Back in 1998, when Hellen Obiri was an 8-year old in Kenya, she watched on TV as countrywoman Edna Kiplagat took the bronze medal in the 3000 meters at the 1998 IAAF Junior World Track and Field Championships. Like many kids living in Kenya, Obiri was inspired by the success of her fellow Kenyans, who have been a major force in long-distance running since Kip Keino defeated American Jim Ryun in a classic 1500-meter showdown at the 1968 Mexico City Olympic Games.
Now, 25 years later, Kiplagat, 43, is still racing at a world-class level in a remarkable career that includes two World Championship marathon gold medals and wins in the New York City, Boston and London marathons. Today Kiplagat, a resident of Longmont, will be honored with a golden laurel leaf crown as the 2021 Boston Marathon winner, her second victory there, after the woman finishing ahead of her two years ago tested positive for a banned substance.
“It has been a long wait,” Kiplagat said on Wednesday. “Of course it would be sweeter to be crowned champion on the race date, but the BAA (Boston Athletic Association) has made a nice awards celebration for me.”
The shoe company Puma, recognizing her appeal, consistency and longevity, recently signed Kiplagat to a new, long-term contract.
Obiri, 33, has earned her own championship laurels, taking Olympic silver medals in the 5000 meters at both the 2016 Rio de Janeiro and the 2020 Tokyo Olympics; she is also the only person to win indoor, outdoor and cross country World Championships. Obiri, now living in Boulder with her family and part of the On Athletic Club, is among the favorites for Boston, along with Kiplagat and Ethiopians Amana Beriso and Gotytom Gebreslase.
“Edna is still running, after all those other girls (in the 1998 Junior Worlds) retired,” Obiri said last week at the On Athletic Club’s Gunbarrel clubhouse. One reason for leaving Kenya and relocating to Boulder? The presence of Kiplagat, a quiet and dignified wife, mom and marathoner.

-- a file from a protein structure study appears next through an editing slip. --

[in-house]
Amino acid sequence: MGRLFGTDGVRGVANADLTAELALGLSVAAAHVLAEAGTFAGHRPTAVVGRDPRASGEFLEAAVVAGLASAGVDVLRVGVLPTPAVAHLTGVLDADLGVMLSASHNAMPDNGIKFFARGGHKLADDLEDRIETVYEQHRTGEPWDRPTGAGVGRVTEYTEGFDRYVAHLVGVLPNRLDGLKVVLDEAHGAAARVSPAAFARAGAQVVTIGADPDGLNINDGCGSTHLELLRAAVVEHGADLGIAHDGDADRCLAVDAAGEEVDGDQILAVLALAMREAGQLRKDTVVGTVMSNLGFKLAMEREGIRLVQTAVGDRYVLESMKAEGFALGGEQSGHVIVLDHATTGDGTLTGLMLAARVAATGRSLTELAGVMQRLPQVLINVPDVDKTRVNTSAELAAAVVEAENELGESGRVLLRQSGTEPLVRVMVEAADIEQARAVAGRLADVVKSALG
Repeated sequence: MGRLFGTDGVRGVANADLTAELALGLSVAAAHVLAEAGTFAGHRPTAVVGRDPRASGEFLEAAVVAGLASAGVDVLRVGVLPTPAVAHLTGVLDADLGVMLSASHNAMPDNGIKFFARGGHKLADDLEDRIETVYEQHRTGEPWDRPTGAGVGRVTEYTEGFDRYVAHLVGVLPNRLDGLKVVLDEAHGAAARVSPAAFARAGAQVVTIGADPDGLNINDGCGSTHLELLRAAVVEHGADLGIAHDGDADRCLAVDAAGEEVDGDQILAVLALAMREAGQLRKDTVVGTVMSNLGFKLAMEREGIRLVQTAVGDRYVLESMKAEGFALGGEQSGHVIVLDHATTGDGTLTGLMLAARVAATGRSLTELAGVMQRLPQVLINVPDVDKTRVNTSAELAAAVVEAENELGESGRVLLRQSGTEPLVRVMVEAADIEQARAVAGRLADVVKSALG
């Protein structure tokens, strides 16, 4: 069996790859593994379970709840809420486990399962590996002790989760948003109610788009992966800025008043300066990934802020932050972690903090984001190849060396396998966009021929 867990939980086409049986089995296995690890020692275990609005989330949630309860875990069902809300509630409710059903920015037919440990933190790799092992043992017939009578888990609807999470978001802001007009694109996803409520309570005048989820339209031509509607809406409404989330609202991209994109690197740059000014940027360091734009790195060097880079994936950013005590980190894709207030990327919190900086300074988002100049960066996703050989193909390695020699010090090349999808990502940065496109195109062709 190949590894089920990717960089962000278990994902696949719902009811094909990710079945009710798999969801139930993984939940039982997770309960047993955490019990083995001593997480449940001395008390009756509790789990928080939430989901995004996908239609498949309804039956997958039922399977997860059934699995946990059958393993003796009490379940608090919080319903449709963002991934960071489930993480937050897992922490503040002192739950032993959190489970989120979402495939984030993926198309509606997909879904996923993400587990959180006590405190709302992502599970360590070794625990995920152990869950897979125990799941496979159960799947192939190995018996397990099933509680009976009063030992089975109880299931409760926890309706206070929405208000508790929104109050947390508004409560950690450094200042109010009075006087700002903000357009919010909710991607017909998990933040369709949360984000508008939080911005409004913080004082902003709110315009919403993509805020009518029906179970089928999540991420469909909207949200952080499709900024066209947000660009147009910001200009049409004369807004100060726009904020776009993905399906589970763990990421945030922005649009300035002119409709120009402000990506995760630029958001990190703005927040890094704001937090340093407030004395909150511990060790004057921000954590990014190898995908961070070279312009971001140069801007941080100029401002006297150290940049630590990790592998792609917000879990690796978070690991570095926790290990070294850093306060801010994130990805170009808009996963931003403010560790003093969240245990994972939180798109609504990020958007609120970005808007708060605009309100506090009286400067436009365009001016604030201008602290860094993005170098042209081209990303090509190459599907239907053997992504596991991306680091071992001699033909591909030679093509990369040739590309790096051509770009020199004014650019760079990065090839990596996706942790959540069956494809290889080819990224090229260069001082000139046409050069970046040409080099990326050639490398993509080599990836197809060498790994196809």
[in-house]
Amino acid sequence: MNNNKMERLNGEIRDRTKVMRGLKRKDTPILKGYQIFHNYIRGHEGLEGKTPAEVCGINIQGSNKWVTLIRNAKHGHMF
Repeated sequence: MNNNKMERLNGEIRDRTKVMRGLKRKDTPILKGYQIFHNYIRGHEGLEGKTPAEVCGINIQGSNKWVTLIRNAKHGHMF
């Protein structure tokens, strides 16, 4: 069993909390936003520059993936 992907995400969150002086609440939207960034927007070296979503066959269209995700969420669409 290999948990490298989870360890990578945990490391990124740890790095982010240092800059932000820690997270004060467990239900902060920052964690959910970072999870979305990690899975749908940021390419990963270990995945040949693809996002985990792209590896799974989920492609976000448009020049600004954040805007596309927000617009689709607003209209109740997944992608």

“I did not want to be lonely, and Edna said Boulder is a very nice place to train,” Obiri said. “It’s my new home, and I am happy here. The team is so supportive, like a family, and the coach is always there for me.”
Said Kiplagat, “Hellen has been running so well on the track and now in road races. She is a good competitor. I told her Boulder is such a good environment for training, and also that we have so many good athletes here that the atmosphere is great for all of us. And a lot of support from local people.”
Obiri has been training well in her new home. Last month, she won the NYC half marathon, a win that convinced her OAC coach, former University of Colorado great Dathan Ritzenehin, to enter her in Boston. In addition to running more mileage under “Ritz,” including a recent 25-miler at 2:25 marathon pace where she was paced by On 10,000 meter Olympian Joe Klecker, she has changed her mental preparation.
“Be patient, patient, patient,” Obiri said of what she learned from her marathon debut at New York City last fall, where she placed sixth in 2:25:49, hitting the wall after running with the leaders much of the race. New York was, said Ritzenhein, “a very good learning experience.”
Obiri’s take? “It was terrible,” she recalled, shaking her head and still recoiling from the memory of struggling through those final miles in Central Park. “If this is the marathon, then no,” she recalls thinking at the time.
Obiri’s new-found marathon patience has been learned in part from Kiplagat, the paradigm of the smart and savvy racer. “Edna likes to run from the back,” Obiri said. “She has a lot of experience (Boston will be her 27th marathon), so she knows how to race. The marathon is not only the training, but the mental focus. I’m ready for it.”
So is Kiplagat. After traveling nearly 30 hours from Kenya, where she visited family and put in her final pre-Boston training away from the Boulder winter, she arrived in Boston on Wednesday, and said, “I am feeling good for Monday, because I have prepared well. And I am always excited to race here.”